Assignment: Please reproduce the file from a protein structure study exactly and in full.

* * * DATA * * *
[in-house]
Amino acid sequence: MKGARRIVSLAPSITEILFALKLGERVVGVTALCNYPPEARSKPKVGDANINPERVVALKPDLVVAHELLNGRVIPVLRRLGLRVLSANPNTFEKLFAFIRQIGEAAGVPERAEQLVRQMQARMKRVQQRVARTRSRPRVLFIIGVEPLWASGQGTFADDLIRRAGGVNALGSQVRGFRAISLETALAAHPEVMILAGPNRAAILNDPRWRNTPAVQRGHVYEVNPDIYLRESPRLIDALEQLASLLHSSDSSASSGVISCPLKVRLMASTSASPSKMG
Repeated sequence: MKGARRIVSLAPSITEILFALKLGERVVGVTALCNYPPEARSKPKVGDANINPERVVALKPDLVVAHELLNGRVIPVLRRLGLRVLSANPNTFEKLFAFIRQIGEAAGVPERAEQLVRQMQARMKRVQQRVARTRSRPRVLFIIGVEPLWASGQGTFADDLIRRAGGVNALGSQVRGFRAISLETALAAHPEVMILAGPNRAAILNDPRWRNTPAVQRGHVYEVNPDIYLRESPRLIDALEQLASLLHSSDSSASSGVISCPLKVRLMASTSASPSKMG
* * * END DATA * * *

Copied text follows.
[in-house]
Amino acid sequence: MKGARRIVSLAPSITEILFALKLGERVVGVTALCNYPPEARSKPKVGDANINPERVVALKPDLVVAHELLNGRVIPVLRRLGLRVLSANPNTFEKLFAFIRQIGEAAGVPERAEQLVRQMQARMKRVQQRVARTRSRPRVLFIIGVEPLWASGQGTFADDLIRRAGGVNALGSQVRGFRAISLETALAAHPEVMILAGPNRAAILNDPRWRNTPAVQRGHVYEVNPDIYLRESPRLIDALEQLASLLHSSDSSASSGVISCPLKVRLMASTSASPSKMG
Repeated sequence: MKGARRIVSLAPSITEILFALKLGERVVGVTALCNYPPEARSKPKVGDANINPERVVALKPDLVVAHELLNGRVIPVLRRLGLRVLSANPNTFEKLFAFIRQIGEAAGVPERAEQLVRQMQARMKRVQQRVARTRSRPRVLFIIGVEPLWASGQGTFADDLIRRAGGVNALGSQVRGFRAISLETALAAHPEVMILAGPNRAAILNDPRWRNTPAVQRGHVYEVNPDIYLRESPRLIDALEQLASLLHSSDSSASSGVISCPLKVRLMASTSASPSKMG